10 thoughts on “Wednesday Words 10/28/15

  1. Marian says:

    I’m interpreting this to mean we will do nearly anything for our children, that we will place them first above others, even when it comes at the cost of other relationships. There isn’t any bond that’s stronger, or more acutely felt by us, as parents, is there? I do think that this can sometimes be a dangerous thing, though, if it means the parent is consumed in the process. I’ve been watching just such a scenario (from afar) with my father and his wife and her adult son. It’s a heart-wrenching situation they’re in, and yet I can see, and completely empathize with, my step-mother’s position, and it is exactly “the child is a continent I cannot cross to reach you.”
    Marian recently posted…If Meal-Planning Were a Subject, I Would Get a D-MinusMy Profile

    • Rita says:

      No, there isn’t any bond that’s stronger. Yes, I do think it’s dangerous. It is, at the least, fraught with difficulty, for sure.

      I thought quite a bit about including more of the poem, but reading your response I’m glad I didn’t. The speaker in the poem is actually not the parent; it is the parent’s partner. I never considered what this line might mean if spoken by a parent, but in your comment I see the truth in that perspective, too. (I am in the unfortunate position of knowing both sides of this particular equation, one that seems unable to be balanced.) The impetus of this maybe-series is just to get out the ear worms playing on relentless repeat in my head, in hopes they will depart. Guess I should be glad they are poetry lately instead of some inane song lyrics (though I get those, too).

      I’m sorry to hear about your father. We like to think that by the time our children are adults the load will lighten, but I’m beginning to suspect it just shifts.

      • Marian says:

        Ah yes, I can now see the line as spoken by the partner as well. I think when the situation is spoken of by the partner, it’s possible that it could be with a dispassionate/detached/objective voice, but when the line is spoken by the parent, it would be nearly or completely impossible to achieve any of that, which of course could lead to an impasse. That’s certainly the case with my father and his wife. Theirs is kind of the worst case scenario, but I think you’re absolutely right: in all likelihood, and even when things go well, and as they’re “supposed to”, the load merely shifts as our children become adults..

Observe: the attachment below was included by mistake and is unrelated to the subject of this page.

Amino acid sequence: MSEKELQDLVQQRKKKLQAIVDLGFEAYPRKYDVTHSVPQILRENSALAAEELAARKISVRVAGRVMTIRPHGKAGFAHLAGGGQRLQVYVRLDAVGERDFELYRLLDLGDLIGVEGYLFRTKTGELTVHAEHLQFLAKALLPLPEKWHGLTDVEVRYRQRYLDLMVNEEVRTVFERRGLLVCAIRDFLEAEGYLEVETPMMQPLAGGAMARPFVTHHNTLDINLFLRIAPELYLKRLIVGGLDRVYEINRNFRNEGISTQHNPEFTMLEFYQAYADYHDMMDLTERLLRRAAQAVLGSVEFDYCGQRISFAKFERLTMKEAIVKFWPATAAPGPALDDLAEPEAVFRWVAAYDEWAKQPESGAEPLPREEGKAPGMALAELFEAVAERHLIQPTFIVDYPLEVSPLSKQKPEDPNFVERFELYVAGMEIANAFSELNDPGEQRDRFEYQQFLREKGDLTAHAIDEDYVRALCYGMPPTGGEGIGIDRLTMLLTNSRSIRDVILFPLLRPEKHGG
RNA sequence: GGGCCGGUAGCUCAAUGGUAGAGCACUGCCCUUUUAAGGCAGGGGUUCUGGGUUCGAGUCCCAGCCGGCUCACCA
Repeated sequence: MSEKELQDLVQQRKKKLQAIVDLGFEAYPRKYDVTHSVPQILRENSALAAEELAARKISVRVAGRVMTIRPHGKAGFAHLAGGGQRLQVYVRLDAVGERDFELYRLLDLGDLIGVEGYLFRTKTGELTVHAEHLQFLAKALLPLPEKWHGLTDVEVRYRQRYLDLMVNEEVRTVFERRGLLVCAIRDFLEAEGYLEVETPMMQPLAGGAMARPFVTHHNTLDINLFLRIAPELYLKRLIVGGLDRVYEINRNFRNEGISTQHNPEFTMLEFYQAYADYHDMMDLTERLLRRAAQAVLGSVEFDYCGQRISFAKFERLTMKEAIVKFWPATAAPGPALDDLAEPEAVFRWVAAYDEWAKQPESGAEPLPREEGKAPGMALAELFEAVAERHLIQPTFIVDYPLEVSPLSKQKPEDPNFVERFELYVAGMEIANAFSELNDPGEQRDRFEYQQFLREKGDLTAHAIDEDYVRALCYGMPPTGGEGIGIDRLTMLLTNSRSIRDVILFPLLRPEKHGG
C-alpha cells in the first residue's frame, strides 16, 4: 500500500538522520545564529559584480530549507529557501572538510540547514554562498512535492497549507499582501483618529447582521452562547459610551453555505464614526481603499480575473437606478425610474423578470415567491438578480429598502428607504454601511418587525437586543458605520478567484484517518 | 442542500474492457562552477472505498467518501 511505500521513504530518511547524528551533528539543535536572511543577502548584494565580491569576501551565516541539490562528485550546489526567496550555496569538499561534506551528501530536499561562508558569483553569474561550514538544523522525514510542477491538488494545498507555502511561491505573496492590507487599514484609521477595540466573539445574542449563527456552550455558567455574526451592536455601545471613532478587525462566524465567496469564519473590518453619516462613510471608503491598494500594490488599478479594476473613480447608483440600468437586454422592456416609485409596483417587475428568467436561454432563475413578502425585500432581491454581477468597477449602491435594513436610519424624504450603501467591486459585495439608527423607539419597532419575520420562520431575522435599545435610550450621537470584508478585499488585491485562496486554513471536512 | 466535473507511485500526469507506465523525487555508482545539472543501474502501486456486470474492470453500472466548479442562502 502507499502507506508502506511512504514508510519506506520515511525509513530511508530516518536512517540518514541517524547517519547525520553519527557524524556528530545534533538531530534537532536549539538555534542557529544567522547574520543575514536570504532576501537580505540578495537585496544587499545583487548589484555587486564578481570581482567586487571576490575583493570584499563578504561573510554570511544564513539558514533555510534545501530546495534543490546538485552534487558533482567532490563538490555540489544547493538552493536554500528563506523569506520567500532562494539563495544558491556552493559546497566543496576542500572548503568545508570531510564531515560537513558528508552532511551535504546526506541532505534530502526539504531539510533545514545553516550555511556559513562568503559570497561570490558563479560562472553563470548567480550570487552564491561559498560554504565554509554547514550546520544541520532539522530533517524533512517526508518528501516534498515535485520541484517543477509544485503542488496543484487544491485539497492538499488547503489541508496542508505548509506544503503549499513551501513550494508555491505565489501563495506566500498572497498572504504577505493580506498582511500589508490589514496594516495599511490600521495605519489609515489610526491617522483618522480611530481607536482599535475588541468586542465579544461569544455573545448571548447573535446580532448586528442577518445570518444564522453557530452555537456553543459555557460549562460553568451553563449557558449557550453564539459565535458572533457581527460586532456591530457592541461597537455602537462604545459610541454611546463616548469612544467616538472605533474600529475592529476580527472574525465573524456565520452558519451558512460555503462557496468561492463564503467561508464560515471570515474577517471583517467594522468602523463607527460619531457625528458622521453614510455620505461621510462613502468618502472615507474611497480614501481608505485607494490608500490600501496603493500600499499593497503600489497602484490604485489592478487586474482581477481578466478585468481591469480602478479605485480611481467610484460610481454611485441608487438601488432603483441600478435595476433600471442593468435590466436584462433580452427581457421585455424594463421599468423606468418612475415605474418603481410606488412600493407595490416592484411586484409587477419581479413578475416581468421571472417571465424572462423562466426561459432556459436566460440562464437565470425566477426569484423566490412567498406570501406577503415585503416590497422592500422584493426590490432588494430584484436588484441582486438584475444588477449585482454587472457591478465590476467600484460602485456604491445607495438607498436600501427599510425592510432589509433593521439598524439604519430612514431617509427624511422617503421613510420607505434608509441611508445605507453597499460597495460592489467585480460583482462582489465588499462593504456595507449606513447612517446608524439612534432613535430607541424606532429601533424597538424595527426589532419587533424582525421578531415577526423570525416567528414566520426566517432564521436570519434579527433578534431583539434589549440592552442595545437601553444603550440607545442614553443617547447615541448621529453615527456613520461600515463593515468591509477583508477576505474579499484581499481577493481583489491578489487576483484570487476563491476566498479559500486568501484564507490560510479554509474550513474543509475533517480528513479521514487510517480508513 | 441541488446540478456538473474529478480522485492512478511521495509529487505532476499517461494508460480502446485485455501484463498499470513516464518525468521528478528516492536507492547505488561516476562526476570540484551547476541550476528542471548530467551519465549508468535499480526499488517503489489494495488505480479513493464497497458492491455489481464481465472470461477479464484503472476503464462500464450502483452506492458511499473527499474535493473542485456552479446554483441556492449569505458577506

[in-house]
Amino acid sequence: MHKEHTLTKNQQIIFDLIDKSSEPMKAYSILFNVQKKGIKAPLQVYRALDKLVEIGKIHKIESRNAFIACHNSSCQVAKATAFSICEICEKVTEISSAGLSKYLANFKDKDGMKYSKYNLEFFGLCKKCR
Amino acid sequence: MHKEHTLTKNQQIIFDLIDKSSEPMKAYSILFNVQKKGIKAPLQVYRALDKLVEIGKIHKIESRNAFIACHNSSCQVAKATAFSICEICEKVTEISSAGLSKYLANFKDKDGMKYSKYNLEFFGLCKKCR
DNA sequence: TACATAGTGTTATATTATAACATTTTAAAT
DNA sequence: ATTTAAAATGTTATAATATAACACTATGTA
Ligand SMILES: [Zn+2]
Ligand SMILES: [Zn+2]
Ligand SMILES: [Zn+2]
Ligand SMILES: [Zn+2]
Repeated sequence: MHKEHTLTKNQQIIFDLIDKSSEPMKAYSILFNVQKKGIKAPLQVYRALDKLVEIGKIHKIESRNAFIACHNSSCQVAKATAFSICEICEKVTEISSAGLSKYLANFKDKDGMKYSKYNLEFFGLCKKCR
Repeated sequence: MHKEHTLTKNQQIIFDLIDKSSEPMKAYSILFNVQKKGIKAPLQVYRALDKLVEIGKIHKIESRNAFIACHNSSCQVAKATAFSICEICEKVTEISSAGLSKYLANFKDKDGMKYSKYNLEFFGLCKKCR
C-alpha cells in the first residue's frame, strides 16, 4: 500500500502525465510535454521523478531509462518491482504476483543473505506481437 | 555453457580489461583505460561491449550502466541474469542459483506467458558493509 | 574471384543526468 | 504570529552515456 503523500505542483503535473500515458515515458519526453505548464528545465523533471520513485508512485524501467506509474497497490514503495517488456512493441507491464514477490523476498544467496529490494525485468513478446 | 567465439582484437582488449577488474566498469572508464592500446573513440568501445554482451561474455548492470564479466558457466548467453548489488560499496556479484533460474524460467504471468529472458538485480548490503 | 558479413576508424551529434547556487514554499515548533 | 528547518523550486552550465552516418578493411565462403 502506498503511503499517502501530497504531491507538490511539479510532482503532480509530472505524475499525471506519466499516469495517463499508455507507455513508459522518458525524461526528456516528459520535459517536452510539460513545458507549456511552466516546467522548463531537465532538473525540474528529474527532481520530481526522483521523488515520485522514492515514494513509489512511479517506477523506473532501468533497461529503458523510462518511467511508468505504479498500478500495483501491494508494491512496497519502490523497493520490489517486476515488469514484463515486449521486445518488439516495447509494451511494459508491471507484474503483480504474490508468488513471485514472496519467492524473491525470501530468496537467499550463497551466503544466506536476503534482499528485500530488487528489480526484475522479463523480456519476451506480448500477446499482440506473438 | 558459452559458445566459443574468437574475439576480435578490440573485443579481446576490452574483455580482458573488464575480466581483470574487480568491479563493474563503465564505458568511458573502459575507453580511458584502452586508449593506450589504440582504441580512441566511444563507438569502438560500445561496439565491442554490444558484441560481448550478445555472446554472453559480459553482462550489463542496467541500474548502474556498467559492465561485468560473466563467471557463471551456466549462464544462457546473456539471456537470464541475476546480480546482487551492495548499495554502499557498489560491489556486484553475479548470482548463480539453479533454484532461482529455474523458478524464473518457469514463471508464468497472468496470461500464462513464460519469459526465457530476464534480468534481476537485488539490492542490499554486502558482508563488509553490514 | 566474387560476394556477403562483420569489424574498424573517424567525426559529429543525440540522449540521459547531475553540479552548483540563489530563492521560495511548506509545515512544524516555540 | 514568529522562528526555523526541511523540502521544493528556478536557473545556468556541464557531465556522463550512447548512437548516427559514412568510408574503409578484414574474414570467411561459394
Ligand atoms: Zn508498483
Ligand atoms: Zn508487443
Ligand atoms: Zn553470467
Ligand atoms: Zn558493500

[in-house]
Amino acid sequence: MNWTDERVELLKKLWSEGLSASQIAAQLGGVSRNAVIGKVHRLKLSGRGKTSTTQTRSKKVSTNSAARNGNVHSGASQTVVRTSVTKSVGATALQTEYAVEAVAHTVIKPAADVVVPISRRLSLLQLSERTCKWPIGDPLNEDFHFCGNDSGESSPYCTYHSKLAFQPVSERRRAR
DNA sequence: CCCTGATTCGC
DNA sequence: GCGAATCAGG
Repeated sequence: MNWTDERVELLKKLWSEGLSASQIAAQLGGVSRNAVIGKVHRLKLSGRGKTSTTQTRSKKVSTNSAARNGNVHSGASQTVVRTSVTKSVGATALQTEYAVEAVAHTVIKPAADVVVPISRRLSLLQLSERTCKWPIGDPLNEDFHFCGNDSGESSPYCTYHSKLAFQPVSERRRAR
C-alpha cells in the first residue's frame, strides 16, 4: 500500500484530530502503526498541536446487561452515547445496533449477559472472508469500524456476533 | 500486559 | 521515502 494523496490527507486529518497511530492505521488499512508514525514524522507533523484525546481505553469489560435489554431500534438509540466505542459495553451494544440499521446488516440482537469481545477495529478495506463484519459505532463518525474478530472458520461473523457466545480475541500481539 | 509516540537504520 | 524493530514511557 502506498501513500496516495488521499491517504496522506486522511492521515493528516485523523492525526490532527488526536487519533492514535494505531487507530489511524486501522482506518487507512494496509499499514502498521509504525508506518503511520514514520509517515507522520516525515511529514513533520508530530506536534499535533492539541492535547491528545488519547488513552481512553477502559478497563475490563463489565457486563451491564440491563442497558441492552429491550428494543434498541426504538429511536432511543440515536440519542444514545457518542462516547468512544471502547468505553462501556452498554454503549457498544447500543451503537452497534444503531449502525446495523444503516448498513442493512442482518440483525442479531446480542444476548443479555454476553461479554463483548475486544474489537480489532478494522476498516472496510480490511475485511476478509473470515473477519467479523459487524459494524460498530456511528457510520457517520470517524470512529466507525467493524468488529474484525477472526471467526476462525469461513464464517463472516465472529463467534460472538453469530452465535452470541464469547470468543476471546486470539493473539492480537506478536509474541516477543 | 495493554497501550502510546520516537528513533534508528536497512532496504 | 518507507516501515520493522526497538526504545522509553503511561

You had said something (almost in an aside) in a comment on another blog that made me fear something more than “just” Siberia was going on in your life, and now, with this poetry selection, and with your response to my comment, I can see I was right to worry 🙁 . Sending you an internet hug, Rita, and my hopes that somehow you can figure out some way to balance the equation.
        Marian recently posted…If Meal-Planning Were a Subject, I Would Get a D-MinusMy Profile

  2. Kate says:

    It’s a hard place to be though I see it as the child. I remember so many arguments between my stepdad and mom about parenting. As a child, I remember being so angry when my mom didn’t choose me. I remember her saying when I asked her why she wouldn’t, “You will grow up and leave me, but he is here for the rest of my life.” And it hurt like hell. But as a parent now and as a wife, I’m realizing how right she was…

    This parenting gig is so hard and the love for our children is so protective and so deep. It can make things very hard when other relationships have conflicting needs.

    I’m thinking of you. XOXO.

    • Rita says:

      Yes, it is a hard gig. It is hard when there are conflicting needs–not just between an adult and a child, but between different children, and there is no way to meet the needs (much less wants) of all. I’m sorry you had those experiences as a child. I can’t really imagine what that would have felt like. I am not sure that’s the reason to choose a partner over a child. At least, I don’t think it is one that would work for me. It is a reality, though, I know. And I know the dilemma is one that can exist between two parents who gave birth to the child together. It doesn’t have to be a step situation. All goes back to one of my mantras: The bigger the love, the bigger the pain. So, great pain is a signifier of great love. And great love is one of the things that makes life worth living.

      • Kate says:

        You are absolutely right. Families are messy and hard, but also filled with a whole lot of love. It kind of boggles my mind at times the strength of our love and bonds.
        Kate recently posted…SnowMy Profile

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